{
    Switch(CurrentMode);
}
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The following images illustrates the retained changes in the Docking control when reopening the application.

Before closing the application in edit mode:

WPF Docking Control Saving the Layout while Closing the Application like in Visual Studio
WPF Docking Control Saving the Layout while Closing the Application

Reopening the application in edit mode:

WPF Docking Control Retains the Layout Changes while Reopening like in Visual Studio
WPF Docking Control Retains the Layout Changes while Reopening

Load removed windows in the Docking control

If you unexpectedly removed any window from the DockingManager.Children collection, this may result in an improper layout while reloading the saved layout. This is because the Load method will load the saved layout, and if a child window of the saved layout is not present in the DockingManager.Children collection, it will ignore that child window and load the layout without it. So, you need to find and add that child window manually into the DockingManager.Children collection and then load the layout. After that, the saved layout will deserialize properly. If DockingManager fails to load the saved layout properly, the LoadDockState method will return false.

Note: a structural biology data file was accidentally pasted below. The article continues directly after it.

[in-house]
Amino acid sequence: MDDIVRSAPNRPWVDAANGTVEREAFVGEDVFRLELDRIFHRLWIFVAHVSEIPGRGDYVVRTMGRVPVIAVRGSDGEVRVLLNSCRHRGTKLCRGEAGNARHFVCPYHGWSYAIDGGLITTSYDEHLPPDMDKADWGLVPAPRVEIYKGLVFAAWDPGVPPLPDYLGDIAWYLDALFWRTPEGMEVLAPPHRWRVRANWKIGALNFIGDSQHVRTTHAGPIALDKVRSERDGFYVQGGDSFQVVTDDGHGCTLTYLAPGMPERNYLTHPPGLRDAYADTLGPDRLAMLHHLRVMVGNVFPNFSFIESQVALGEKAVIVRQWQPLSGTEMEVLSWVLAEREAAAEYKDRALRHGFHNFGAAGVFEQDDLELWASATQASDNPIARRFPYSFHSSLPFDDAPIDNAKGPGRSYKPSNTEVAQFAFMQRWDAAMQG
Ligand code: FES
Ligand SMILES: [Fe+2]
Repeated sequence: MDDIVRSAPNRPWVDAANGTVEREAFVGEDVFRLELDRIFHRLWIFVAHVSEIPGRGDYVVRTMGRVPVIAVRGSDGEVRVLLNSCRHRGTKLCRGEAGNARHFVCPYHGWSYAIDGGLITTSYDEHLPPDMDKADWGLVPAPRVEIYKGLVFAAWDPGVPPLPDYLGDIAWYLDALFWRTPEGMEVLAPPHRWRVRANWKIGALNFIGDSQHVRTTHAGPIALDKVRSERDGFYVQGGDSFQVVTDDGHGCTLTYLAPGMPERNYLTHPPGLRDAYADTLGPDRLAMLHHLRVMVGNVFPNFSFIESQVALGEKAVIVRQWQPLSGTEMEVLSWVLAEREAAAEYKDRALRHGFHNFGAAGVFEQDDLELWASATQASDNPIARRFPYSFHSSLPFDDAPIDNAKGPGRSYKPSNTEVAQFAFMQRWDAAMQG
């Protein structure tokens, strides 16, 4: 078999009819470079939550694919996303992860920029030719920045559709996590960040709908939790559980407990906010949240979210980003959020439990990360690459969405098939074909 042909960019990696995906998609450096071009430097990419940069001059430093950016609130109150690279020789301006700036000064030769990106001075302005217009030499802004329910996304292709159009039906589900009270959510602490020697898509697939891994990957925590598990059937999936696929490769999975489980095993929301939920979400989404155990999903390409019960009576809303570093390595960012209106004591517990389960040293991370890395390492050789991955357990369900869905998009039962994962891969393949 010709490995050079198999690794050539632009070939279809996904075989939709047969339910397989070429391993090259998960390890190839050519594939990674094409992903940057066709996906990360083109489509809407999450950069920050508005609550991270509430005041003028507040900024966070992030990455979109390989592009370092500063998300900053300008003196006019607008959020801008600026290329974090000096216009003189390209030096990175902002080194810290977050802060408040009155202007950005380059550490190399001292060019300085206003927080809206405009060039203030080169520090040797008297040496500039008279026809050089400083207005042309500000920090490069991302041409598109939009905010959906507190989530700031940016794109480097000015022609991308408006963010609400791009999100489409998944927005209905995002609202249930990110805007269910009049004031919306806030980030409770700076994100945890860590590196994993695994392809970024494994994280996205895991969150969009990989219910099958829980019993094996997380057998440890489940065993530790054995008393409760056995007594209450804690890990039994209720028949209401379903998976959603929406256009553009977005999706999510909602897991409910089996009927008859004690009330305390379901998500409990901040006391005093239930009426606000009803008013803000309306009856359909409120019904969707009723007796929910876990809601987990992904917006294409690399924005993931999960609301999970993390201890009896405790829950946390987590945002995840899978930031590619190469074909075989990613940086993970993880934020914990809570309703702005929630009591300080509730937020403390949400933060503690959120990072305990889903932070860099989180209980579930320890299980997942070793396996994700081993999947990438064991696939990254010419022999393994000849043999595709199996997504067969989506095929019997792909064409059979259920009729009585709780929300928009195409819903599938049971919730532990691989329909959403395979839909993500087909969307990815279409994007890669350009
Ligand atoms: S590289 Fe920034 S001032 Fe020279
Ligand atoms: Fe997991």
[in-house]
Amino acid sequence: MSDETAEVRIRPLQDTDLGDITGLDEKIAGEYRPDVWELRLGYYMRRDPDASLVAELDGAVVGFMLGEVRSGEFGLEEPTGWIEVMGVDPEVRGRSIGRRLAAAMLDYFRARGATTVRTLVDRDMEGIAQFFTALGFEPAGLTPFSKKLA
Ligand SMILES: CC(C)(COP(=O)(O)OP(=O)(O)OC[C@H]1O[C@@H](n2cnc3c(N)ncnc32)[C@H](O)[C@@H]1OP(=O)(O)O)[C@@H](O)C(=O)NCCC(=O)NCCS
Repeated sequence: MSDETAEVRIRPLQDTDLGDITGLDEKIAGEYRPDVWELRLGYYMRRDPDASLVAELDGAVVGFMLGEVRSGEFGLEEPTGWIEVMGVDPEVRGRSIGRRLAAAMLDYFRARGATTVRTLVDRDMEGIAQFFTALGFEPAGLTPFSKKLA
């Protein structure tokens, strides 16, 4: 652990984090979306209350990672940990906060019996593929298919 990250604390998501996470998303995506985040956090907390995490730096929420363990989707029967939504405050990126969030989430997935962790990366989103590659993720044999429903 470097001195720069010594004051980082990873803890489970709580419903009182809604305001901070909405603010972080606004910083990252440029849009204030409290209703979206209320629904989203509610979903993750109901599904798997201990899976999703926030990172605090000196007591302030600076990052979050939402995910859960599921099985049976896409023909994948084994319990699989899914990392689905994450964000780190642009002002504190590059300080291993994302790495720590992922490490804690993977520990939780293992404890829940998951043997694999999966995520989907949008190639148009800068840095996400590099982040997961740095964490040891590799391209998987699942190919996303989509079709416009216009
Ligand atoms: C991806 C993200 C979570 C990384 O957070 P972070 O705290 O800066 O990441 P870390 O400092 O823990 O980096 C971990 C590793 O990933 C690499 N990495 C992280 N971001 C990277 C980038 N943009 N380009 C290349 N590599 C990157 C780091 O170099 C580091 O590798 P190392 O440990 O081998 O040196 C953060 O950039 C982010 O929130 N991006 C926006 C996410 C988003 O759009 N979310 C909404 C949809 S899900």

For example, if you remove the Call Stack window from the DockingManager.Children collection after saving the run mode layout, it will skip the missing window and result in an improper layout when reloading the saved layout. So, the run mode layout will not be properly deserialized for upcoming uses.

Follow these steps to load the saved layout properly when a window has been removed:

  1. First, create a GetSavedWindowList method to get the list of windows available in the saved layout XML file.
/// <summary>
/// Get the layout windows from the saved XML file.
/// </summary>
/// <param name="layoutPath">Path of the loading XML file</param>
/// <returns></returns>
private List<string> GetSavedWindowList(string layoutPath)
{
    List<string> savedControlNameList = new List<string>();
    XmlDocument xmlDoc = new XmlDocument();
    xmlDoc.Load(layoutPath);
    XmlNodeList nodes = xmlDoc.DocumentElement.ChildNodes;
    foreach (XmlNode node in nodes)
    {
        if (node.HasChildNodes)
        {
            //Adding the windows name to the list
            savedControlNameList.Add(node.SelectSingleNode("Name").InnerText);
        }
    }
    return savedControlNameList;
}
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  1. After getting the windows list from the saved XML file, compare this list with the DockingManager.** Children collection and collect the missing windows into a missedChildrens list using the FindMissingChidren** method.
/// <summary>
/// Check and get the missing windows list
/// </summary>
/// <param name="contentControl">Instance of DockingManager</param>